Went to the wake and funeral for an old friend from the neighborhood today. When its said out loud its capitalized as in “The Neighborhood”.
It was the brother of my childhood friend who dropped dead of a heart attack. Same age as me, heavy smoker, overweight in that ex-football player way, and lots and lots of aggression. The aggression was channeled into his work as a security officer in local corrections, where he not only got to carry a gun, but got to knock heads together for a living. This is a big step up from the other option commonly available to guys from The Neighborhood which is being in the correction facility as a guest of the county or state.
The first step down my rabbit hole was seeing him laid out in a blue plaid shirt and jeans in the open coffin. Being on the other end of corrections he didn’t own a “court coat” (aka sports coat), and only wore a suit when he got married, which means he was buried in the neighborhood uniform. The bottom of the coffin was closed so I can only speculate that he had steel toes on as well.
The next summersault down the rabbit hole of the past was when I was listening to the memorial tributes from his buddies. Rambling stories about how much he loved his guns, and how he was a brawler with a tender heart. He was “warrior called home to God”, a “brother” who will use his strength to hold open the door to heaven. A gentle giant even though three different stories started with “The first time I met him, he chased me and beat me up”.
He never was violent to me. He was my friends little brother, and although he was bigger than all us by the time he was 15, we still picked on him. There was also the fact that he “didn’t hit girls”, he might punch a hole in the wall when we harassed him, but we were in no danger. Sometimes watching men beat on women makes an impression, and in this case it did so he didn’t hit girls.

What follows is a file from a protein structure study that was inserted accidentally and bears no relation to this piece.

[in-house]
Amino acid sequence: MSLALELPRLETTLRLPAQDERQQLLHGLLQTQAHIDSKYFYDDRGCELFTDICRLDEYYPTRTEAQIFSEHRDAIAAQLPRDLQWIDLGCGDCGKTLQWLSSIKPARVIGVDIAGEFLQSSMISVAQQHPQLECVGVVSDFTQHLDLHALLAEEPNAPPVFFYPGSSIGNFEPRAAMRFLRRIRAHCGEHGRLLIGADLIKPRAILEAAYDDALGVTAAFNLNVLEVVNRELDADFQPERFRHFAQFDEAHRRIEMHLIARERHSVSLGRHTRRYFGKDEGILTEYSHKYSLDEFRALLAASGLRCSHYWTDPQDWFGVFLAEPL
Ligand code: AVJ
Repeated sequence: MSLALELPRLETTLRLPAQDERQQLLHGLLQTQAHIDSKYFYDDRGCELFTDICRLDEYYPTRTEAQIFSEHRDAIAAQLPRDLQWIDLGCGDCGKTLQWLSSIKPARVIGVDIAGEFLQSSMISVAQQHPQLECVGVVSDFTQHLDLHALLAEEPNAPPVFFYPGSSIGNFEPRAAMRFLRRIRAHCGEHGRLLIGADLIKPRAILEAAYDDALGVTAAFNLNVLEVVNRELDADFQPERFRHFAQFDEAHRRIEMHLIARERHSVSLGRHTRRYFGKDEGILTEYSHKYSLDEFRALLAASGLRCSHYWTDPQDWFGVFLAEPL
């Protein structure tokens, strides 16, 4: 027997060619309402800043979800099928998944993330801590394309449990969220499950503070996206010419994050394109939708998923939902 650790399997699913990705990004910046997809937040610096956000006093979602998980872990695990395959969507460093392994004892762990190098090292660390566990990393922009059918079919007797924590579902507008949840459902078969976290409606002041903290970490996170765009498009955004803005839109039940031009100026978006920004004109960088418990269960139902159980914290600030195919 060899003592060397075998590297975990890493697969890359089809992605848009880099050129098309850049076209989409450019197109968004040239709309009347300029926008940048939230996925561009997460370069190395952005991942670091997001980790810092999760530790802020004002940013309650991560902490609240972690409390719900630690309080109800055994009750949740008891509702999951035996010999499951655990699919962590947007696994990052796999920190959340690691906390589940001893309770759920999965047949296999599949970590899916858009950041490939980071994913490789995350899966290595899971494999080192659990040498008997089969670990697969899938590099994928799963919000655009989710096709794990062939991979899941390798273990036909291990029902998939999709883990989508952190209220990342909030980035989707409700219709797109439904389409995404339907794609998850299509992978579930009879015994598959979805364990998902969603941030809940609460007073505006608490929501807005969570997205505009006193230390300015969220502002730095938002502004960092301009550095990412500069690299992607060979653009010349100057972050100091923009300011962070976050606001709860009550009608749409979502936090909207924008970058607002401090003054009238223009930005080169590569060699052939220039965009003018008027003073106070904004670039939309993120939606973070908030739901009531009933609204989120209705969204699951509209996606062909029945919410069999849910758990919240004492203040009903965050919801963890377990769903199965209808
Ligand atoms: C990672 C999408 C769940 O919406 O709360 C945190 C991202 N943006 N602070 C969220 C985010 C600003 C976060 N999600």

In the old days parties were always at my friends house because her mom would buy us booze. Her policy was we were going to drink and do drugs anyway, so she wanted is to do it where she could see us. We would each drink a pint every Friday night (I was a Bacardi girl then) and then beer the rest of the weekend. We were 13 years old.
Sitting in the church, remembering this and that, was a WTF moment: we were 13 years old – why was she buying us booze? Anyway our routine of drunken sleepover parties every weekend included my friends mom periodically checking that no one choked on vomit in their sleep.
I was yanked from my interlude during the service by the realization that the guy two pews ahead of pew of me wasn’t drinking coffee but had a spit cup for his chaw.
The funeral ended and I kept my weeping friend company at the front of the church. She was clearly not leaving. People wandered back in to try and comfort her and she introduced me to her “Aunt” saying “She was the best damn stripper there ever was. That was back when you had to be able to dance, none of this bikini and a pole shit.”
I finally got her to leave the church and go into the fellowship hall for the funeral lunch by telling her it was time for Round Two – time to face down the relatives she doesn’t like, shake hands with her brothers pious church friends. She knows that you gotta do what needs to be done. And we did.
Too bad the past can’t be cremated and put in a jar on the mantle. Or scattered in an ocean. Or even buried.